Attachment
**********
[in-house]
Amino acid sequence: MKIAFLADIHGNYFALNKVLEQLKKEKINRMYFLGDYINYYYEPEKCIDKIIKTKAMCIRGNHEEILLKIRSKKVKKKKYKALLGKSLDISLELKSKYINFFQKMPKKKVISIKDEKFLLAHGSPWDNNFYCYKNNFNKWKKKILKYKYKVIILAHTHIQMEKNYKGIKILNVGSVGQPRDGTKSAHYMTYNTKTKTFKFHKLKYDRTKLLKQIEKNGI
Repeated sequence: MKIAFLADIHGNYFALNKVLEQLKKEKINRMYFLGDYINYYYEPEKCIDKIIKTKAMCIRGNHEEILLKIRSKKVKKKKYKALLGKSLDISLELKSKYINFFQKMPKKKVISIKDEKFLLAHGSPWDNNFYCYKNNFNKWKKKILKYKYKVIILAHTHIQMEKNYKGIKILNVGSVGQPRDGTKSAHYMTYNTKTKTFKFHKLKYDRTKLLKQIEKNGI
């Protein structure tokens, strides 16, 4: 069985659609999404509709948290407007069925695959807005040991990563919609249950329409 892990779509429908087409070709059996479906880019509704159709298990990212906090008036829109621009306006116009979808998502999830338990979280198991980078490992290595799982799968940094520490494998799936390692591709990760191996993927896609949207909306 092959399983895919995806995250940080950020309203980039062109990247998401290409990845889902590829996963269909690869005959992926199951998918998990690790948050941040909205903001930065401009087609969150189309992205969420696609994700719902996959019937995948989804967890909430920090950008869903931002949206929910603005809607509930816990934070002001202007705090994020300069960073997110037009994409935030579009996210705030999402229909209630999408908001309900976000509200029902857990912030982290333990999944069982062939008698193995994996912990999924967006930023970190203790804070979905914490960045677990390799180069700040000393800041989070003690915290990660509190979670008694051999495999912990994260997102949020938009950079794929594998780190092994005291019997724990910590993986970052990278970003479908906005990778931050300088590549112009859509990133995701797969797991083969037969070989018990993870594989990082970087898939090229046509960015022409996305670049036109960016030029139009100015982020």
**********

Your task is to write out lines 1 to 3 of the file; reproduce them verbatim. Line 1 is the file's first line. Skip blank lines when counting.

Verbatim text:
[in-house]
Amino acid sequence: MKIAFLADIHGNYFALNKVLEQLKKEKINRMYFLGDYINYYYEPEKCIDKIIKTKAMCIRGNHEEILLKIRSKKVKKKKYKALLGKSLDISLELKSKYINFFQKMPKKKVISIKDEKFLLAHGSPWDNNFYCYKNNFNKWKKKILKYKYKVIILAHTHIQMEKNYKGIKILNVGSVGQPRDGTKSAHYMTYNTKTKTFKFHKLKYDRTKLLKQIEKNGI
Repeated sequence: MKIAFLADIHGNYFALNKVLEQLKKEKINRMYFLGDYINYYYEPEKCIDKIIKTKAMCIRGNHEEILLKIRSKKVKKKKYKALLGKSLDISLELKSKYINFFQKMPKKKVISIKDEKFLLAHGSPWDNNFYCYKNNFNKWKKKILKYKYKVIILAHTHIQMEKNYKGIKILNVGSVGQPRDGTKSAHYMTYNTKTKTFKFHKLKYDRTKLLKQIEKNGI